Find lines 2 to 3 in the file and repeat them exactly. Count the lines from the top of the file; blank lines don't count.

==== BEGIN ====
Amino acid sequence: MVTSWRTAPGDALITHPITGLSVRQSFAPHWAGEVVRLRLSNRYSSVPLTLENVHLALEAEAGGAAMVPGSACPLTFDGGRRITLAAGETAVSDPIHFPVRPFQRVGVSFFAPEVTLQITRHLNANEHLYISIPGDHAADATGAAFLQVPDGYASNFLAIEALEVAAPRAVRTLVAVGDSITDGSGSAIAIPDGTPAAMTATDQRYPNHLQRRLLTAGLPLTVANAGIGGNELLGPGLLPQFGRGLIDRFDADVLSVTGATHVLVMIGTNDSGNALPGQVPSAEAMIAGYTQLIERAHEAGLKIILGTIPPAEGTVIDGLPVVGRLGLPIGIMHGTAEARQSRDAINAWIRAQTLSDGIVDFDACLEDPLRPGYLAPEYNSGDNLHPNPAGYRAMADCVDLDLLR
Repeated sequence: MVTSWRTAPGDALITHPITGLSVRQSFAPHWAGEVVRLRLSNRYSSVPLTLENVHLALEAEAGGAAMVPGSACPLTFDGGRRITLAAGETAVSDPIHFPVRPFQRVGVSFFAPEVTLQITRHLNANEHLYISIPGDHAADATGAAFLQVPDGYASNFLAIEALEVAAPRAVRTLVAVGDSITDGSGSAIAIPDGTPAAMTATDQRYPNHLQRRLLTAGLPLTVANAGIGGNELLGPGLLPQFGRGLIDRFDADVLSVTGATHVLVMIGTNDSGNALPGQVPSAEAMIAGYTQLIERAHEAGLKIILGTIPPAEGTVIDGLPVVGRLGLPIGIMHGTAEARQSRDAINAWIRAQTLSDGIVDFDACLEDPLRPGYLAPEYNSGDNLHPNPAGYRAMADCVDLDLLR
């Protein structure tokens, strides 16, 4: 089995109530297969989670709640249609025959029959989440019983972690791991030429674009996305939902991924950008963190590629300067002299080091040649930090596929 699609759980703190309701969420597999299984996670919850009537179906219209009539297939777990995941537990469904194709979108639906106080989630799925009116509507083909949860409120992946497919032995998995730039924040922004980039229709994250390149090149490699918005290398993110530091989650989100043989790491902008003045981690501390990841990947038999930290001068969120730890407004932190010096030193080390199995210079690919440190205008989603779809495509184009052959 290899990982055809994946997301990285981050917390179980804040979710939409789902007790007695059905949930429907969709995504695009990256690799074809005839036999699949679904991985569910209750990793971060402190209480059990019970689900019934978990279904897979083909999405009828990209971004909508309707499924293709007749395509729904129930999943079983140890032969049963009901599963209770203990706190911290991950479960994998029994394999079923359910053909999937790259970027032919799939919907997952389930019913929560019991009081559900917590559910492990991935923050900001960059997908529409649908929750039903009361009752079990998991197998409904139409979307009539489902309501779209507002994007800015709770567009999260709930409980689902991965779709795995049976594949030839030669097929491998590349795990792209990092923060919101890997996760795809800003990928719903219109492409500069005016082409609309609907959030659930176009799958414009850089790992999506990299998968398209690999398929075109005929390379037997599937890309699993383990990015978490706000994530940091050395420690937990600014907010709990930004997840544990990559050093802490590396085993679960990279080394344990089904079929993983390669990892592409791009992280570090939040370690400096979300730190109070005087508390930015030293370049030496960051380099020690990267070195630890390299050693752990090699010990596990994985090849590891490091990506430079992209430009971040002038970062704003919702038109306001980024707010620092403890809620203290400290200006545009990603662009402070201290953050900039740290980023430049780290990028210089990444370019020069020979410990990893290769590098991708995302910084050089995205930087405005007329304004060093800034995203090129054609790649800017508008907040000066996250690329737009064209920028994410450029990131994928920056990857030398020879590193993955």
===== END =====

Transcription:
Repeated sequence: MVTSWRTAPGDALITHPITGLSVRQSFAPHWAGEVVRLRLSNRYSSVPLTLENVHLALEAEAGGAAMVPGSACPLTFDGGRRITLAAGETAVSDPIHFPVRPFQRVGVSFFAPEVTLQITRHLNANEHLYISIPGDHAADATGAAFLQVPDGYASNFLAIEALEVAAPRAVRTLVAVGDSITDGSGSAIAIPDGTPAAMTATDQRYPNHLQRRLLTAGLPLTVANAGIGGNELLGPGLLPQFGRGLIDRFDADVLSVTGATHVLVMIGTNDSGNALPGQVPSAEAMIAGYTQLIERAHEAGLKIILGTIPPAEGTVIDGLPVVGRLGLPIGIMHGTAEARQSRDAINAWIRAQTLSDGIVDFDACLEDPLRPGYLAPEYNSGDNLHPNPAGYRAMADCVDLDLLR
């Protein structure tokens, strides 16, 4: 089995109530297969989670709640249609025959029959989440019983972690791991030429674009996305939902991924950008963190590629300067002299080091040649930090596929 699609759980703190309701969420597999299984996670919850009537179906219209009539297939777990995941537990469904194709979108639906106080989630799925009116509507083909949860409120992946497919032995998995730039924040922004980039229709994250390149090149490699918005290398993110530091989650989100043989790491902008003045981690501390990841990947038999930290001068969120730890407004932190010096030193080390199995210079690919440190205008989603779809495509184009052959 290899990982055809994946997301990285981050917390179980804040979710939409789902007790007695059905949930429907969709995504695009990256690799074809005839036999699949679904991985569910209750990793971060402190209480059990019970689900019934978990279904897979083909999405009828990209971004909508309707499924293709007749395509729904129930999943079983140890032969049963009901599963209770203990706190911290991950479960994998029994394999079923359910053909999937790259970027032919799939919907997952389930019913929560019991009081559900917590559910492990991935923050900001960059997908529409649908929750039903009361009752079990998991197998409904139409979307009539489902309501779209507002994007800015709770567009999260709930409980689902991965779709795995049976594949030839030669097929491998590349795990792209990092923060919101890997996760795809800003990928719903219109492409500069005016082409609309609907959030659930176009799958414009850089790992999506990299998968398209690999398929075109005929390379037997599937890309699993383990990015978490706000994530940091050395420690937990600014907010709990930004997840544990990559050093802490590396085993679960990279080394344990089904079929993983390669990892592409791009992280570090939040370690400096979300730190109070005087508390930015030293370049030496960051380099020690990267070195630890390299050693752990090699010990596990994985090849590891490091990506430079992209430009971040002038970062704003919702038109306001980024707010620092403890809620203290400290200006545009990603662009402070201290953050900039740290980023430049780290990028210089990444370019020069020979410990990893290769590098991708995302910084050089995205930087405005007329304004060093800034995203090129054609790649800017508008907040000066996250690329737009064209920028994410450029990131994928920056990857030398020879590193993955």